- Use an iron to smooth over the fabric and then fold over the exposed cloth. This should leave a stretch of fabric around 1 inch wide extending from the bottom of your trouser leg. Repeat this on the other leg.
- Fold the exposed lining up over the bottom of the trouser leg and then fold the entire leg just high enough so that all of the lining, as well as a small portion of the bottom of trouser leg is showing. Then turn your trousers the right way around. You should not be able to see the lining.
- Sew a new hem all the way around, generally about half an inch to an inch from the bottom of the leg, but it depends what style you want. Iron the hem using a solution of three parts vinegar to one part water. This will help get rid of wrinkles around the fold where you have extended the trousers. Using steam when ironing will also help to flatten this out.
Taking in Dress Pants
Taking in the size of your trousers is probably the easiest alteration to make. This is perfect for if you’ve lost a bit of weight but still want to wear your favourite outfit.
- Put your trousers on inside out and measure how much fabric you need to remove from the waist and leg areas to make them fit snugly, but with a little bit of give. When you’ve figured this out, pin the fabric in a straight line.
- Step out of your trousers, being sure not to nudge any of the pins and carefully straight stitch, again by hand or with a sewing machine, down each of the sides where you have pinned.
- Cut the excess fabric off from the inside for a more comfortable finish. Iron to complete the look.
Top Tip for Suit Trouser Alterations
Dress trousers are more delicate than your everyday casual pair of pants, so it is often best to take them to a professional tailor for the finer alterations, especially if you are inexperienced and worried about ruining your trousers – they’re your favourites after all, that’s why you’re bothering to alter them!
When it comes to tailoring trousers, a good tailor can ‘recut’ your trousers for you if you so wish. This phrase means that if you’ve changed your mind about the style of your trousers but are still feeling the fabric, they can make you a brand new pair out of the cloth – for a modest fee.
How to Alter Shorts
The above alteration methods can of course be applied to your favourite pair of shorts too. Typically, the most common alteration made to men’s shorts is reducing the size of the waistband. This is because shorts are already, well, short, so the process of lengthening and making them shorter isn’t as much of an issue. Hemming could be required if you are not happy with the overall finish of your shorts and you want to neaten them up a bit.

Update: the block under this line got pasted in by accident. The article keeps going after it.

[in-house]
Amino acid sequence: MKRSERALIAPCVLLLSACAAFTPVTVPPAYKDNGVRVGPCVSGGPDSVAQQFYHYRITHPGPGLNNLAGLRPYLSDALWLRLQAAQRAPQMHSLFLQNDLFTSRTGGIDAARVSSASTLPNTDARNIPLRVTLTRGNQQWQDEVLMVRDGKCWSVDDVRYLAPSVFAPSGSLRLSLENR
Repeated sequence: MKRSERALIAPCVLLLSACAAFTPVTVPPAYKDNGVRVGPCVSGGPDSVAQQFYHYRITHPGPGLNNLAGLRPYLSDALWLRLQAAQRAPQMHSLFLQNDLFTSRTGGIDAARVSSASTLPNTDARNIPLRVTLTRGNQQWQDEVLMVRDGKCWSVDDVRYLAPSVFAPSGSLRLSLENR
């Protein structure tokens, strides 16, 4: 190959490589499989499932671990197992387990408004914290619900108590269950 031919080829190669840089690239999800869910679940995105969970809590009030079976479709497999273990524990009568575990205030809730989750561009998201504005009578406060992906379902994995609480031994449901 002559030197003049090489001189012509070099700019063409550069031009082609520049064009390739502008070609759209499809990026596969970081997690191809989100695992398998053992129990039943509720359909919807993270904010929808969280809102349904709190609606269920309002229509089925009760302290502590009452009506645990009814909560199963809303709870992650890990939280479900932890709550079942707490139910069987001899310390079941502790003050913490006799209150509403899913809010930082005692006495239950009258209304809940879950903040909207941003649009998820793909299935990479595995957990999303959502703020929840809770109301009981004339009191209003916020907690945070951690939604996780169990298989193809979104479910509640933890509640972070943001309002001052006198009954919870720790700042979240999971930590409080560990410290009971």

Generally, shorts are thought to be easier to alter as there is less material overall and a lot of men find it simple to change their shorts themselves without having to go to the trouble and expense of visiting a tailor.
Tailored shorts are a big growth area. Some men are doing it themselves by rolling them up fold by fold to ensure a trimmer fit around the lower thigh.
– Anton Jenkins, Sales Director of Douglas & Grahame
How Much Will Alterations Cost?
Now lads, we know we like to think we can do everything ourselves, but some things are often best left to the professionals. If you are worried you aren’t artsy enough to alter your trousers or shorts alone, then it is important that you find yourself a good tailor. Reading reviews online or having a consultation beforehand can help you select a tailor you are comfortable leaving your clothes with.
On average trouser alterations in the UK can cost anything from £10-£40, with hemming being the cheapest of alterations and lining usually costing the most. However, if you do decide to follow our step-by-step do it yourself guides, then the price of thread and scissors, and pins and needles are next to nothing – result!
If it’s a pair of made to measure trousers that you’re after, the price is higher, usually between £200-£300.
Your Quick Guide to Trouser Alterations
- Most trousers, unless they’re wide legs, should be widest at the waist, and should be slimmer towards the ankles
- If your trousers wrinkle around the thigh area, then it’s a sure sign they are too tight and you might need to invest in a bigger size
- Dress trousers should never be wide on the lower half of your leg
- It is easy to get a trimmer fit on your thigh by rolling up the hem of a pair of shorts a couple of times
- If you find a good tailor, stick with him – just like a barbers, it can take time to find the right one
On That Note
Whether you’re going to a wedding, an interview or even a summer BBQ with your mates, we know you want to look and feel your best, and a decent tailored pair of trousers or shorts is a sure-fire way to do this. Alter your trousers and shorts using this essential style guide and you’re sure to look slick and suave wherever you go.